Key Green Transitions: How Systems Are Changing for People and Planet

Watch the Replay

Key Green Transitions: How Systems Are Changing for People and Planet

Follow the event on Twitter #GreenRecoveryWBG

Everyone should be able to live a sustainable life on a healthy planet. But the last six years have been the hottest on record. Record-breaking wildfires, droughts, floods and hurricanes have taken lives, damaged homes, hospitals and businesses. Meanwhile, COVID-19 took a heavy health and economic toll and pushed millions into extreme poverty.

How can we change course?

As countries renew their commitments to the Paris Agreement ahead of a pivotal November meeting in Glasgow, keeping global temperature rise to well below 2°C will require coordinated global action at an unprecedented scale and speed.

“The science is coming back at us stronger, harder, bigger, faster, and it's telling us that we are running out of time,” said John Kerry, US Special Presidential Envoy for Climate Change, at an April 8 virtual event during the World Bank Group-IMF Spring Meetings.

Decarbonizing key sectors

The event, Key Green Transitions: How Systems Are Changing for People and Planet centered on the need to decarbonize key sectors of the economy that account for more than 90% of global greenhouse gas (GHG) emissions, including energy, transport and food systems. Read More

The event brought together ministers, CEOs, young leaders and civil society representatives to discuss solutions and the priorities for the 2021 United Nations Climate Change Conference (COP26) in November.

Solutions are most urgently needed in developing countries, where the investment gap is deepest and people are most disproportionately affected by the climate crisis.

“To deliver impact, the [World Bank Group] will prioritize transitions and key systems, use its convening power to support a just transition out of coal, and …  become aligned with the principles and goals of the Paris Agreement,” said World Bank Group President David Malpass.

Already the largest multilateral provider of climate finance for developing countries, the Bank Group will increase climate finance to 35% of overall financing under a new Climate Change Action Plan.

Green and inclusive recoveries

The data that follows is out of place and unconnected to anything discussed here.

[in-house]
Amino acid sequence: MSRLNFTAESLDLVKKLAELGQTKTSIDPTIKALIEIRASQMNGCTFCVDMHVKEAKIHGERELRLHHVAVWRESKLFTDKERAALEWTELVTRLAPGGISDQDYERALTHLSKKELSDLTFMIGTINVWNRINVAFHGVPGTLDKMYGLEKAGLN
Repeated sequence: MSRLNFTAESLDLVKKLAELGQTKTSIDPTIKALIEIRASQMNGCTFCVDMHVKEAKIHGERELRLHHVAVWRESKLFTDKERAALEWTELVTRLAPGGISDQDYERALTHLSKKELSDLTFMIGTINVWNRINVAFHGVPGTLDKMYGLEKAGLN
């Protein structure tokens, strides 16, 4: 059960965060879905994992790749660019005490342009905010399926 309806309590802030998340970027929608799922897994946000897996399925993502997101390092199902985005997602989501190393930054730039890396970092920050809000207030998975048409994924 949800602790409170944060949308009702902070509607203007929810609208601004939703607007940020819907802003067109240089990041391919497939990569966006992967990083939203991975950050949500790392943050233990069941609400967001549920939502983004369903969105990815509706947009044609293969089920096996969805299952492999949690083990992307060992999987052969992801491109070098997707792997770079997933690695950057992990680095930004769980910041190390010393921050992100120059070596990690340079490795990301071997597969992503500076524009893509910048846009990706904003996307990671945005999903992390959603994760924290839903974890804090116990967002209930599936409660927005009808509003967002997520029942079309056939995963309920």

Supporting countries to prepare for and invest in low-carbon, resilient development can be part of, and aid in, a green and inclusive recovery from the COVID-19 pandemic.

 “Climate change is upon us and we are going to have to make our food supply chains, our infrastructure, our transportation more resilient, which will require investment,” said Shemara Wikramanayake, CEO of the Macquarie Group.

Pakistan set targets of 60% clean energy and 30% electric vehicles by 2030. “We are moving towards a clean energy future for Pakistan,” said Malik Amin Aslam, Special Assistant to the Prime Minister on Climate Change.

Egypt has worked to mainstream climate change, reduce fossil fuel subsidies, develop mass transit, and reduce air pollution: “50% of our projects in the next three years will be green projects taking climate impacts into consideration,” said Yasmine Fouad, Minister of Environment.

Costa Rica is investing in transportation improvements, including non-motorized infrastructure to encourage walking and cycling, and greening and electrifying public transport. “Costa Ricans have a special sensitivity toward nature and to tackle the urban agenda was the next step,” said First Lady Claudia Dobles Camargo

However, many countries are facing fiscal constraints in the wake of the pandemic.

“What I have observed as a finance minister is, first, how are you going to design the transition from business as usual to significantly reduce CO2 emissions for a country, and how are you going to design the recovery of the economy, while at the same time strengthening this commitment to the climate change agreement?” said Indonesia’s Finance Minister Sri Mulyani Indrawati.

Lucy Heintz, Partner and Energy Fund Manager, Actis, said the private sector can play a critical role in low-carbon transitions.  “The pandemic has severely impacted government finances and growth. The good news is that the private sector has the appetite to invest and contribute, and actually all the tools for the energy transition investment are available.” 

These tools include innovation. “Advances in technology -- batteries, solar, artificial intelligence -- now make it possible to end energy poverty within the next decade,” said Rockefeller Foundation President Rajiv Shah.

“Energy access has to be part of the energy transition story,” said Damilola Ogunbiyi, CEO of Sustainable Energy for All.

Likewise, all people need access to sanitation. “We're focused on determining what it takes to deliver what we call citywide inclusive sanitation,” said Brian Arbogast, Director of Water, Sanitation, and Hygiene, Bill & Melinda Gates Foundation. “And what inclusive really focuses on is making sure that even the poorest communities in the city are reached with high quality services.”

And, with 4 billion people living in frequently water-stressed regions, a shift toward more sustainable land use is a priority to boost food security and protect natural resources.

“We have only 9 years to achieve systemic change to make sure that food and food production become not a part of the problem but of the solution,” said Kitty van der Heijden, Director General for International Cooperation, Ministry of Foreign Affairs, Netherlands.

““It is expected that climate stressors will further increase agricultural and environmental losses in Central Asia if coordinated actions are not taken,” said Sulton Rakhimzoda, Chairman of the Executive Committee of the International Fund for Saving the Aral Sea. “Improving Water Resources Management at the national and regional levels is key to address this challenge.”